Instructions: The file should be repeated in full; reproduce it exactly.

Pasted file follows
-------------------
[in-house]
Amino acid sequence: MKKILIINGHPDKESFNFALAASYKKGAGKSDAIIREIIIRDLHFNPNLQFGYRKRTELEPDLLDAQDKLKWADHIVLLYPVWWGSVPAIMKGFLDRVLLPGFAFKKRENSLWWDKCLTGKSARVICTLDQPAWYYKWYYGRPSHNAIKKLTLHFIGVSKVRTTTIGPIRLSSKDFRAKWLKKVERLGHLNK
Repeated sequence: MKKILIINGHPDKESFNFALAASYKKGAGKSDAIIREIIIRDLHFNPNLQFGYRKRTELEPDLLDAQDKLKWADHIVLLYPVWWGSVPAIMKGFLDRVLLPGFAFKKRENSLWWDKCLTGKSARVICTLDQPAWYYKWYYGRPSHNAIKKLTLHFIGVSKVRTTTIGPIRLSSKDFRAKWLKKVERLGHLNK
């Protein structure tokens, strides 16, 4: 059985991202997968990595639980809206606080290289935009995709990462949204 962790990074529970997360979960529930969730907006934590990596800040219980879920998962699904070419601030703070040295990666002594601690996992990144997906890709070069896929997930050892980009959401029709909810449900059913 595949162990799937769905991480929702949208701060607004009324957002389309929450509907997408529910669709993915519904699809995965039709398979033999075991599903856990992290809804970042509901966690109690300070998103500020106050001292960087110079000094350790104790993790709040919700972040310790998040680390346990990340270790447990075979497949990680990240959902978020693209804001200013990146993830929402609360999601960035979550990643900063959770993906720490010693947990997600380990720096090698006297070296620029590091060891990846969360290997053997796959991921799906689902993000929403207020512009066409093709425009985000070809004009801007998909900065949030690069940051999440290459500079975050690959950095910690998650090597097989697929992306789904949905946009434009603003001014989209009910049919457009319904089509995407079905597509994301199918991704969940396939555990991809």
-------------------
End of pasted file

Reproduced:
[in-house]
Amino acid sequence: MKKILIINGHPDKESFNFALAASYKKGAGKSDAIIREIIIRDLHFNPNLQFGYRKRTELEPDLLDAQDKLKWADHIVLLYPVWWGSVPAIMKGFLDRVLLPGFAFKKRENSLWWDKCLTGKSARVICTLDQPAWYYKWYYGRPSHNAIKKLTLHFIGVSKVRTTTIGPIRLSSKDFRAKWLKKVERLGHLNK
Repeated sequence: MKKILIINGHPDKESFNFALAASYKKGAGKSDAIIREIIIRDLHFNPNLQFGYRKRTELEPDLLDAQDKLKWADHIVLLYPVWWGSVPAIMKGFLDRVLLPGFAFKKRENSLWWDKCLTGKSARVICTLDQPAWYYKWYYGRPSHNAIKKLTLHFIGVSKVRTTTIGPIRLSSKDFRAKWLKKVERLGHLNK
């Protein structure tokens, strides 16, 4: 059985991202997968990595639980809206606080290289935009995709990462949204 962790990074529970997360979960529930969730907006934590990596800040219980879920998962699904070419601030703070040295990666002594601690996992990144997906890709070069896929997930050892980009959401029709909810449900059913 595949162990799937769905991480929702949208701060607004009324957002389309929450509907997408529910669709993915519904699809995965039709398979033999075991599903856990992290809804970042509901966690109690300070998103500020106050001292960087110079000094350790104790993790709040919700972040310790998040680390346990990340270790447990075979497949990680990240959902978020693209804001200013990146993830929402609360999601960035979550990643900063959770993906720490010693947990997600380990720096090698006297070296620029590091060891990846969360290997053997796959991921799906689902993000929403207020512009066409093709425009985000070809004009801007998909900065949030690069940051999440290459500079975050690959950095910690998650090597097989697929992306789904949905946009434009603003001014989209009910049919457009319904089509995407079905597509994301199918991704969940396939555990991809």